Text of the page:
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using select() with pipe - this is what I am doing and now I need to catch SIGTERM on that. how can I do it? Do I have to do it when select() returns error ( < 0 ) ?

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3 Answers 3

up vote 10 down vote accepted

First, SIGTERM will kill your process if not caught, and select() will not return. Thus, you must install a signal handler for SIGTERM. Do that using sigaction().

However, the SIGTERM signal can arrive at a moment where your thread is not blocked at select(). It would be a rare condition, if your process is mostly sleeping on the file descriptors, but it can otherwise happen. This means that either your signal handler must do something to inform the main routine of the interruption, namely, setting some flag variable (of type sig_atomic_t), or you must guarantee that SIGTERM is only delivered when the process is sleeping on select().

I'll go with the latter approach, since it's simpler, albeit less flexible (see end of the post).

So, you block SIGTERM just before calling select(), and reblock it right away after the function returns, so that your process only receives the signal while sleeping inside select(). But note that this actually creates a race condition. If the signal arrives just after the unblock, but just before select() is called, the system call will not have been called yet and thus it will not return -1. If the signal arrives just after select() returns successfully, but just before the re-block, you have also lost the signal.

Thus, you must use pselect() for that. It does the blocking/unblocking around select() atomically.

First, block SIGTERM using sigprocmask() before entering the pselect() loop. After that, just call pselect() with the original mask returned by sigprocmask(). This way you guarantee your process will only be interrupted while sleeping on select().

In summary:

  1. Install a handler for SIGTERM (that does nothing);
  2. Before entering the pselect() loop, block SIGTERM using sigprocmask();
  3. Call pselect() with the old signal mask returned by sigprocmask();
  4. Inside the pselect() loop, now you can check safely whether pselect() returned -1 and errno is EINTR.

Please note that if, after pselect() returns successfully, you do a lot of work, you may experience bigger latency when responding to SIGTERM (since the process must do all processing and return to pselect() before actually processing the signal). If this is a problem, you must use a flag variable inside the signal handler, so that you can check for this variable in a number of specific points in your code. Using a flag variable does not eliminate the race condition and does not eliminate the need for pselect(), though.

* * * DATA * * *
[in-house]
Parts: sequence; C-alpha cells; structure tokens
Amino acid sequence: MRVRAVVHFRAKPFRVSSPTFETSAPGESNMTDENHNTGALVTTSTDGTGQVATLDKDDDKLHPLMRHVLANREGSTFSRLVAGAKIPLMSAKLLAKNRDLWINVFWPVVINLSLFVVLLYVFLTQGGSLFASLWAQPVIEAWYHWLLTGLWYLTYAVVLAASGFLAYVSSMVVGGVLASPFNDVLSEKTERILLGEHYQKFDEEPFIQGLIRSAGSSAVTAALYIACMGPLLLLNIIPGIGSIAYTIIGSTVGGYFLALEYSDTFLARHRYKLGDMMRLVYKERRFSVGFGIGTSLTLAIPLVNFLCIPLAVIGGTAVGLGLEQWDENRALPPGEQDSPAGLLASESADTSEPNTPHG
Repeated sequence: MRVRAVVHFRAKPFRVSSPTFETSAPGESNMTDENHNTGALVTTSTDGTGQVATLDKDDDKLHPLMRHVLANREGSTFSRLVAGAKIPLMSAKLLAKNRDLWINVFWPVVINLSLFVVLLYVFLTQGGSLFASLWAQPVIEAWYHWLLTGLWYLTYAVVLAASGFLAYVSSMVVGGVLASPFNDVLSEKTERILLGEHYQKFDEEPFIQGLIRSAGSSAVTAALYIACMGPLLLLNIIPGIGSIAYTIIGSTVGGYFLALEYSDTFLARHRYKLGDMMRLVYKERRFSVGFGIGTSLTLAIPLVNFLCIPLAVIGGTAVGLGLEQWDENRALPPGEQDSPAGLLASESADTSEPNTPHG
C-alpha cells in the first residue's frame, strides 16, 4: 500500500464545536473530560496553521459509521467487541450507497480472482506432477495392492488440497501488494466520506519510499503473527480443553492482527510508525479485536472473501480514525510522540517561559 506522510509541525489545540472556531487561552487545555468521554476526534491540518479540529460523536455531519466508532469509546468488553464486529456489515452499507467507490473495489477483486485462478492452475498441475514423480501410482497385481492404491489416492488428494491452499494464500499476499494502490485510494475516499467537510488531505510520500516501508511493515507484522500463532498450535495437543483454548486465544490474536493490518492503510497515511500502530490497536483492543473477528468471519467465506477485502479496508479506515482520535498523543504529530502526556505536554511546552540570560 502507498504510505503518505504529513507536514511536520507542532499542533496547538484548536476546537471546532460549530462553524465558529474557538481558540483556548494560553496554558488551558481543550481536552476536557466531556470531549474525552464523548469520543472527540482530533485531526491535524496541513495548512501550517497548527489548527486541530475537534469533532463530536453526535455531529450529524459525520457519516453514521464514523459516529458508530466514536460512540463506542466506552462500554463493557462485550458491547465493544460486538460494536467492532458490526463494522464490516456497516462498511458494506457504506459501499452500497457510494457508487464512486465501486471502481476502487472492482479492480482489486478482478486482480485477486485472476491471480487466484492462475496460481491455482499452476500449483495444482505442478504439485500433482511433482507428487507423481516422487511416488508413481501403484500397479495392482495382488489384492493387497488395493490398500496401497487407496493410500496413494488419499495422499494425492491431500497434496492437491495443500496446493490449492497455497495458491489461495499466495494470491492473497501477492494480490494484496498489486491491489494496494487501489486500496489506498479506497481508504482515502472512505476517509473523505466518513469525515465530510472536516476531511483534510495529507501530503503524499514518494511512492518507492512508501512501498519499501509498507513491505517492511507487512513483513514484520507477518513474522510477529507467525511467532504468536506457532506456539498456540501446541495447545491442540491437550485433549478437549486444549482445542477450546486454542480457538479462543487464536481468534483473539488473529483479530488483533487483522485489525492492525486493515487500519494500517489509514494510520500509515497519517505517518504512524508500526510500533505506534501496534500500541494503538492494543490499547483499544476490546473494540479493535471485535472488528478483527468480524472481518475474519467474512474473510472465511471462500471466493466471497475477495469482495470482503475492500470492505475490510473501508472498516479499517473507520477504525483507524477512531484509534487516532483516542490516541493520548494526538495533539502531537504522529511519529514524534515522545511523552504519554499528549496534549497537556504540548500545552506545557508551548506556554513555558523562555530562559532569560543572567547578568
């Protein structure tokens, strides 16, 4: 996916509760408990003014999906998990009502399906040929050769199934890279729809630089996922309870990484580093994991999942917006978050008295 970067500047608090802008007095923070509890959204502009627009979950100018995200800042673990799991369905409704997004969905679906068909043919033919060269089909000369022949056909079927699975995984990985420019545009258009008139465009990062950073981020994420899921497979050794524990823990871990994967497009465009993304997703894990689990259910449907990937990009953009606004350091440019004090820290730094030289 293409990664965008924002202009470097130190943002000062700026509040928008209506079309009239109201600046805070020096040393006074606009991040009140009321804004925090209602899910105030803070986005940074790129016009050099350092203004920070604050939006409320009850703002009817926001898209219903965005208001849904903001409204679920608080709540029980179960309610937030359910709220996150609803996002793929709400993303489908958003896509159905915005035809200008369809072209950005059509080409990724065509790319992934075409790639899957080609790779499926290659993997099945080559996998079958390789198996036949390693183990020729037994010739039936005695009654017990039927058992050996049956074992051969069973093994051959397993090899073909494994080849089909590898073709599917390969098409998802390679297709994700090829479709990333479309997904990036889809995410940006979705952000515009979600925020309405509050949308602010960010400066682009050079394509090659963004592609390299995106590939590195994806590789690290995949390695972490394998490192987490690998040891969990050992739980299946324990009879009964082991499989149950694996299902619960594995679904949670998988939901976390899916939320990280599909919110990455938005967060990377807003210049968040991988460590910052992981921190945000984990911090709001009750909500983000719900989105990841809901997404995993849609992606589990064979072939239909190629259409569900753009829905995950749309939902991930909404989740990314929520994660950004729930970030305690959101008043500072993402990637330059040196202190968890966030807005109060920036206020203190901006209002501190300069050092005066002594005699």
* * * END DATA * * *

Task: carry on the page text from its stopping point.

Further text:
Remember: whenever you need to wait on some file descriptors or for the delivery of a signal, you must use pselect() (or ppoll(), for the systems that support it).

Edit: nothing better than a code example to illustrate the usage.

#define _POSIX_C_SOURCE 200809L
#include <errno.h>
#include <signal.h>
#include <stdio.h>
#include <stdlib.h>
#include <sys/select.h>
#include <unistd.h>

// Signal handler to catch SIGTERM.
void sigterm(int signo) {

int main(void) {
    // Install the signal handler for SIGTERM.
    struct sigaction s;
    s.sa_handler = sigterm;
    s.sa_flags = 0;
    sigaction(SIGTERM, &s, NULL);

    // Block SIGTERM.
    sigset_t sigset, oldset;
    sigaddset(&sigset, SIGTERM);
    sigprocmask(SIG_BLOCK, &sigset, &oldset);

    // Enter the pselect() loop, using the original mask as argument.
    fd_set set;
    FD_SET(0, &set);
    while (pselect(1, &set, NULL, NULL, NULL, &oldset) >= 0) {
        // Do some processing. Note that the process will not be
        // interrupted while inside this loop.

    // See why pselect() has failed.
    if (errno == EINTR)
        puts("Interrupted by SIGTERM.");
    return EXIT_SUCCESS;
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@Akek: Firstly, thanks for the thorough explanation. I have a few questions though: The SIGTERM signal can arrive at a moment where your thread is not blocked at select() -- How to handle that SIGTERM? seeking input from the fds is one of the things (not the only thing) that my process does. – hari Aug 5 '11 at 22:34
@hari: If you do the above, the signal will never be delivered on that condition. If it arrives outside pselect(), the signal is deferred and delivered only in the moment you call pselect(). Also, there is nothing bad in deferring the signal for later processing. If you want to handle the signal as instantly as possible, you will have to use the flag approach I've described briefly. And instead of just setting a flag, you actually can do more processing in the signal handler, but it's dangerous: you're limited to call async-safe functions only, and the global state might be inconsistent. – Alek Aug 5 '11 at 22:50